"If there are commercially important species and fishers go out and they're not catching them, does that mean they caught them all or does that mean the animals simply moved somewhere else?" Lowe wondered. The agencies responsible for monitoring fish populations could use autonomous robot fleets, which Lowe said would be more cost-effective than sending out ships full of people.
Next, Lowe, Clark and their team plan to use the robots to track a baby white shark. Unlike gregarious leopard sharks that grow to around four or five feet, great whites can be 15 to 20 feet in size. They're extremely challenging to study. Lowe has tracked white sharks using satellite telemetry in the past, but it has limitations. The tagged shark needed to be near the surface to get a good GPS reading. Sending a robot after a tagged baby white shark will represent a first, and should reveal new information about the shark's fine-scale movement.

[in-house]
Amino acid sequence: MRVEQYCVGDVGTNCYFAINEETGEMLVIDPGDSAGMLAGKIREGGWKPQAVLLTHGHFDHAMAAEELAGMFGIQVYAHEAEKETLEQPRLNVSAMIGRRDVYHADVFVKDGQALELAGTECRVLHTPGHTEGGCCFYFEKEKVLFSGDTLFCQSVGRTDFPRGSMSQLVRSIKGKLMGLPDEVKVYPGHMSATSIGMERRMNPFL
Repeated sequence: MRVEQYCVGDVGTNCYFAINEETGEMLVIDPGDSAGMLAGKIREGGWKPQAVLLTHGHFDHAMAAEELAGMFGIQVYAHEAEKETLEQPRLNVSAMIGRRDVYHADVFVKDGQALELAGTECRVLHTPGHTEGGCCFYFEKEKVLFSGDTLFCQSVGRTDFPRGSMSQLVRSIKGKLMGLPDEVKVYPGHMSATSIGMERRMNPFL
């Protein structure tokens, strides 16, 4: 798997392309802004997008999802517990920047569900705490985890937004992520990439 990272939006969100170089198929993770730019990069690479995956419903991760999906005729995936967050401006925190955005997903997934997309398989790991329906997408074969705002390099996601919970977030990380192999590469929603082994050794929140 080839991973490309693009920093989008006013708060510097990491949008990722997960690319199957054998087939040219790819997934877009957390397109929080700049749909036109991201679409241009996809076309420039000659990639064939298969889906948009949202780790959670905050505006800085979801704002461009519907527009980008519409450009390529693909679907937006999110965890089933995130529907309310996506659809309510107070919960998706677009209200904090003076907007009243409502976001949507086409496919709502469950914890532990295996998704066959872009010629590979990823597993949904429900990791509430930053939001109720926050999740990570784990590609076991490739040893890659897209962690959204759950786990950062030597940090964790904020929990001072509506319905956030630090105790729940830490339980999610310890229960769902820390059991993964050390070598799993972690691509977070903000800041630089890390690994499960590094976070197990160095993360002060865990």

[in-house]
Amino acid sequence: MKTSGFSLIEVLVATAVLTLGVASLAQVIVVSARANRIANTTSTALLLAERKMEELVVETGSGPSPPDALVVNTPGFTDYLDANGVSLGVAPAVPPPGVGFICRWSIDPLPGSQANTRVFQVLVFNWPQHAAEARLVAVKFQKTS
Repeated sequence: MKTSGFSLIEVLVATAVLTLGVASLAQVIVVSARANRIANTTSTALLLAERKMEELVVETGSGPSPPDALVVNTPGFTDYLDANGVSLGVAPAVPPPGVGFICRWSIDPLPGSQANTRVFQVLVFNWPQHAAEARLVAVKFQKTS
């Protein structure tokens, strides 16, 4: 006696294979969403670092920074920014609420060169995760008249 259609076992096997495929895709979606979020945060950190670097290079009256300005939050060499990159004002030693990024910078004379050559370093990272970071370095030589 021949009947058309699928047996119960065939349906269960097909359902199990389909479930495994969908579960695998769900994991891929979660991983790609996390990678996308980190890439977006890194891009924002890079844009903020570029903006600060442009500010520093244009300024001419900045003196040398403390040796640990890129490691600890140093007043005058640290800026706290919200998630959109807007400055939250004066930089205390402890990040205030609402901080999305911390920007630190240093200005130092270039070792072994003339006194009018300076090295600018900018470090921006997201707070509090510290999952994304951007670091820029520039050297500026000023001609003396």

Technologies Inspired by Sharks
At the moment the scientists are waiting for the permits, which they hope will come through in the next couple weeks. Lowe said he thinks smart autonomous underwater robots are the wave of the future. "It's exciting to be at the front of the wave," he said.